Erica, I'm so glad you mentioned collaboration! I have teamed-up with LA's to develop planting plans for their concepts, and it's a blast . I'd love to more! And CORE, I absolutely, positively agree with everything you said. (Great website, by the way!) You make a good point about selling ideas and having a clientele that is willing to pay for your services. The perception of fees is in the eye of the fee-payer. To the working class family in, say, a John Wieland subdivision, $200-500 (or less, in this economy) can get them the planting plan they want, and they are usually very happy with the results. They usually don't want extensive hardscapes, nor would that sort of thing be financially wise in that setting. That dang 1993 law that CORE referenced to start this discussion is what bugs me. The message it sends to average Joe Homeowner from Georgia LA's is "Most of us don't really want your business, but we don't anyone else to have it either."

  • Southern Trillium LLC
    on Jan 17, 2012

    @Core, great points and and responses to some of the earlier discussion. The reason for my quick responses earlier is that the brief title and description in your entry give the suggestion of an overarching statement that people should only hire a LA to enhance the property. Here are the exact words, "Why hire a landscape architect to enhance your property? Because it's the law!" It is only after reading through your post does it clarify that the law is only in place for people selling a design. This does not mean that the law says that only a LA can enhance a property because in fact, any company can provide the design and install the job and be completely within the letter of the law. I was responding because the wording is slightly tricky there regarding what is illegal. Maybe the proper wording would be, "Why hire a LA to sell you design for your property? Because it is the law!" But that is just being picky about wording, and we can move on. You are correct in that every garden designer has improperly sited a plant. It is a constant learning process and from trial and error, we all make changes as well as accept newly introduced plant material. The fun part of our job is that our materials are living objects that grow and change over time. Imagine if a kitchen/bath contractor had to plan for seasonal changes and growth over time of the granite countertops. They would have to make sure that the door still opens in 3 years, or that you can still reach the sink. With plant material, the day we walk away from an installation is exciting, but the real excitement comes after a few years as the plants grow and begin to fill in. If we design improperly, we return to the site only to see plants growing over each other, or we don't see the back row of plants because the front row is too tall. If designed wrong, the windows of the house are covered by tall shrubs and the homeowner is complaining about too much maintenance. Back to my original discussion about people looking to hire someone to enhance their property. The same research is needed whether one is looking at a LA or a garden designer. Just because a person is a LA does not mean they will be the fit for the type of installation you want. On the other hand, just because a person carries the title of garden designer does not mean that they will do the best job. Do the research, maybe ask to visit past homes to see if you like what is there. All of us have different styles of design. We have had clients that we honestly told them that we were probably not a good fit for the style of design they wanted. We then recommended some other companies that we felt would best serve them. I will close with expounding on what Core mentioned. Every designer is different and it makes it exciting. When in school and learning design, the entire class would visit a site and we would all listen to the homeowner for the same period of time. From that brief discussion, we would all draw a design. When it was time to present the designs in class, there would be (let's assume) 25 people presenting 25 different designs. We were designing the same space, having heard the same information, but it is a creative process and is quite subjective. Thus, if you are looking for someone to help enhance your property, do the research and you should be able to rest assured that you chose the best person or company for the job. The title next to a name, whether Landscape Architect or Garden Designer or Landscape Designer does not guarantee the desired outcome.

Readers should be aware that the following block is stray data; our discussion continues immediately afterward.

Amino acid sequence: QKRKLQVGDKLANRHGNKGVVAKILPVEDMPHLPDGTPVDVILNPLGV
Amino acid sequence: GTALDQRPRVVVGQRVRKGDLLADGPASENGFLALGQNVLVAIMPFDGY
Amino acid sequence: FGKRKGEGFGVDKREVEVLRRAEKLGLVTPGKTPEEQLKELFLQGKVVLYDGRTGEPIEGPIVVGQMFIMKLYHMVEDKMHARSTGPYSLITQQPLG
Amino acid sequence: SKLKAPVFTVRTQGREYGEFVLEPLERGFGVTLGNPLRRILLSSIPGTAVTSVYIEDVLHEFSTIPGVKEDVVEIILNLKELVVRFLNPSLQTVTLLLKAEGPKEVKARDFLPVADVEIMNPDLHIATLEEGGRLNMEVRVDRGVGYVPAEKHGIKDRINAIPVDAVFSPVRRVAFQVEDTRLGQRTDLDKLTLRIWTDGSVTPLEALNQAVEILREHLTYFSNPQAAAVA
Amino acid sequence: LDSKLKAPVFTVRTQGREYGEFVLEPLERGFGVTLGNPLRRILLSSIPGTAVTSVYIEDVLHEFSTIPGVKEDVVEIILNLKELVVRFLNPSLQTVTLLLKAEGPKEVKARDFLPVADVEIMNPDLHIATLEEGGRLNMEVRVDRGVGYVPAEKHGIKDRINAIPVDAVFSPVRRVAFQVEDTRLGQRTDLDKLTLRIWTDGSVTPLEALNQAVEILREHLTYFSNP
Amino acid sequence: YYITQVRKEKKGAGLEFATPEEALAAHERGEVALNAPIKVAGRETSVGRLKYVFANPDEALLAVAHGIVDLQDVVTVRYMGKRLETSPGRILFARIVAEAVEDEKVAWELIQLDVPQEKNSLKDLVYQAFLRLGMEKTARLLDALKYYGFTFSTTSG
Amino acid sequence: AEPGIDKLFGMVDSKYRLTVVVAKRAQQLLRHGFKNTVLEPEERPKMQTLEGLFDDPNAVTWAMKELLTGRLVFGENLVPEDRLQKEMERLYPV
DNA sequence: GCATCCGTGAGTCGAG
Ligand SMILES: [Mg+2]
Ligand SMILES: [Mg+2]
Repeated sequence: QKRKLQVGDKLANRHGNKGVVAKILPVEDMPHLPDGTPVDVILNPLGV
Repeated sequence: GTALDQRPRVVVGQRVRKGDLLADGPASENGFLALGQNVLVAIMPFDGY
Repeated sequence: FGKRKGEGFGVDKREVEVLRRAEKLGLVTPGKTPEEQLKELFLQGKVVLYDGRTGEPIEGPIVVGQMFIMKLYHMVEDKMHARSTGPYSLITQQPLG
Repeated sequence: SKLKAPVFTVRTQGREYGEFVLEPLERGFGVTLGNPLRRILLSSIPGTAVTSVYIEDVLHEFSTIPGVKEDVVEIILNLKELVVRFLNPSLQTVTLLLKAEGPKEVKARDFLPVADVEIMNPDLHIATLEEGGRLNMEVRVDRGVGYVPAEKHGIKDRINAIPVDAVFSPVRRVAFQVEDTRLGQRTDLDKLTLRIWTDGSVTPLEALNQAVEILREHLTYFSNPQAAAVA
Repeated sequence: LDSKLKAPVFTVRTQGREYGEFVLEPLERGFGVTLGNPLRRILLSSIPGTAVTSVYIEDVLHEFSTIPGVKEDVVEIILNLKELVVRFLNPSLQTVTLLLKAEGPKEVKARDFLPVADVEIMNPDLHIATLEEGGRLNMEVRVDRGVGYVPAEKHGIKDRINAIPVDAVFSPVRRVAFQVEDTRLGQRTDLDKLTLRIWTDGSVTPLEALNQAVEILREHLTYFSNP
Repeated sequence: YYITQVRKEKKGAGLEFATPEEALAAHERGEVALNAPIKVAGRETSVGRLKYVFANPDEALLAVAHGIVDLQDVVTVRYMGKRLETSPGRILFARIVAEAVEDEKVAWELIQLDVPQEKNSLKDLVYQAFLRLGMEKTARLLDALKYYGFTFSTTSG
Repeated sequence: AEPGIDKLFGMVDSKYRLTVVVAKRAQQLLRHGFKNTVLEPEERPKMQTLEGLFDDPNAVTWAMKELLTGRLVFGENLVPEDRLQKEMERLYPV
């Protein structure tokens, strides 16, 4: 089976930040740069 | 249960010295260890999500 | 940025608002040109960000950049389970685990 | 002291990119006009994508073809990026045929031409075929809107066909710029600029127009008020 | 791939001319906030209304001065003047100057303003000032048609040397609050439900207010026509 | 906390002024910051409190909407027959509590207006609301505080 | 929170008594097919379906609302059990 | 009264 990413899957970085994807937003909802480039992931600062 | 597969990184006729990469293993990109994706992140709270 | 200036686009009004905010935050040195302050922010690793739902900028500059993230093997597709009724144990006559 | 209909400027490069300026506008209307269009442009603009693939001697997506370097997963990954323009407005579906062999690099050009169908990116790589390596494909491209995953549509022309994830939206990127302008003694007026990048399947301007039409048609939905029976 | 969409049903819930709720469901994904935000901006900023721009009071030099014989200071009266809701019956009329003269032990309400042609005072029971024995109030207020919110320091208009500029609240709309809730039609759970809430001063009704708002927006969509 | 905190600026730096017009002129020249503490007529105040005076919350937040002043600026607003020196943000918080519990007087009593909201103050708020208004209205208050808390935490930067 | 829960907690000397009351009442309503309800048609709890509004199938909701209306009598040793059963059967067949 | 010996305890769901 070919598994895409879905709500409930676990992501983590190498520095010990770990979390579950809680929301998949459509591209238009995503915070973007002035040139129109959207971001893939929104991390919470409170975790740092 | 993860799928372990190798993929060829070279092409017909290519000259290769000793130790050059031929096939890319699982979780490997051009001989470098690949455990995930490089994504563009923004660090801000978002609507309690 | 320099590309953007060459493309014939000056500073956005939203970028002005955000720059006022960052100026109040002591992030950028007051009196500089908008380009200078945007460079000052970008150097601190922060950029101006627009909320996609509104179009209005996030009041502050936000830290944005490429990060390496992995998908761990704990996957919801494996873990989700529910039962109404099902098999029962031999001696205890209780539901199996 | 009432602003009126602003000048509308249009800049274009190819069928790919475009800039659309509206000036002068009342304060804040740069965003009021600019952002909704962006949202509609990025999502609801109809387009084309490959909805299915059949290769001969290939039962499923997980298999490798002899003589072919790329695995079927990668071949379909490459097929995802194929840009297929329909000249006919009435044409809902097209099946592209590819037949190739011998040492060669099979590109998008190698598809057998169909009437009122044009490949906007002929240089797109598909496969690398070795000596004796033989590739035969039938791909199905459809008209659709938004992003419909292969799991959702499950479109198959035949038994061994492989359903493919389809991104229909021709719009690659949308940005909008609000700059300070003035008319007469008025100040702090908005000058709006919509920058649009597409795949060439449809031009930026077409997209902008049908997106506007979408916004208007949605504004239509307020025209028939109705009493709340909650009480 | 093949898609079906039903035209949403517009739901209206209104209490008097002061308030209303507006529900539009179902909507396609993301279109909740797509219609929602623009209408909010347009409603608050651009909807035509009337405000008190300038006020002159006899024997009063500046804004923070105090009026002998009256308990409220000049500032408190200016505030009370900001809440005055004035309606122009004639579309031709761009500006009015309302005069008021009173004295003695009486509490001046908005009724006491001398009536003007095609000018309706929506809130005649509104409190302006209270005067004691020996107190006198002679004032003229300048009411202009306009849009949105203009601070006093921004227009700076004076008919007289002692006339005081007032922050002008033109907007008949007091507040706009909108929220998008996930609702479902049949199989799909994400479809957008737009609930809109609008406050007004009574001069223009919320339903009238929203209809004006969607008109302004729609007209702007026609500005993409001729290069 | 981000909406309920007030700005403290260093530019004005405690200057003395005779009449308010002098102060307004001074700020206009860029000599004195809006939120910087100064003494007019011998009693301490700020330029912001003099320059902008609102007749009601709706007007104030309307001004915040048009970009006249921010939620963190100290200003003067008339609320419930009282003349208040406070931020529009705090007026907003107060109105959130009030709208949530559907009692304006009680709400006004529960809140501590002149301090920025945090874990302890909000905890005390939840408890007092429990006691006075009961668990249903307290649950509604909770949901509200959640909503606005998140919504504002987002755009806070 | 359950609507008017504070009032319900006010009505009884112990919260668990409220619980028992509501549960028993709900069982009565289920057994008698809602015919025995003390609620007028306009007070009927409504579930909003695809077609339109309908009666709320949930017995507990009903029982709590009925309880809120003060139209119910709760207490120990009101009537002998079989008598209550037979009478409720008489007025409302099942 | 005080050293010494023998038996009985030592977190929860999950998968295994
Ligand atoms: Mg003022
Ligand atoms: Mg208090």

• Core Landscape Group, Inc.
    on Jan 17, 2012

    @ Southern Garden Coach - thanks for checking out the website! And i agree with your points. @ Southern Trillium - I probably could have worded that better, you're correct (and will edit my original post). I really wasn't trying to put anybody out of business with my post or try to tower over anybody with my 'lofty' title of landscape architect. But I am passionate about my profession (as you obviously are too, which i appreciate) and wanted to try and spread some knowledge to homeowners who most of the time have never heard of a landscape architect. Thanks for your input!

  • Sherrie S
    on Jan 20, 2012

    I'm sorry to say this but it is another law, tax, fee that a government with little knowledge controls. Looks like a real legal issue could arise. I understand your posting Core Landscape even if I disagree with government getting involved.

  • Arliss H
    on Mar 7, 2013

    I hope I can get answers here since this topic is now more than a year old... I and many others are currently students working on obtaining a Landscape Design Certification at Gwinnett Technical College. However, after hearing of Ga House Bill 417 we have concern as to if we can legally practice landscape design in the state of Ga if we're not giving the design away for free as part of installation. We do know of many designers who do design work that are not LAs, but there is still this concern. Is it correct that legally we can not actually sell our designs? Thanks for you help.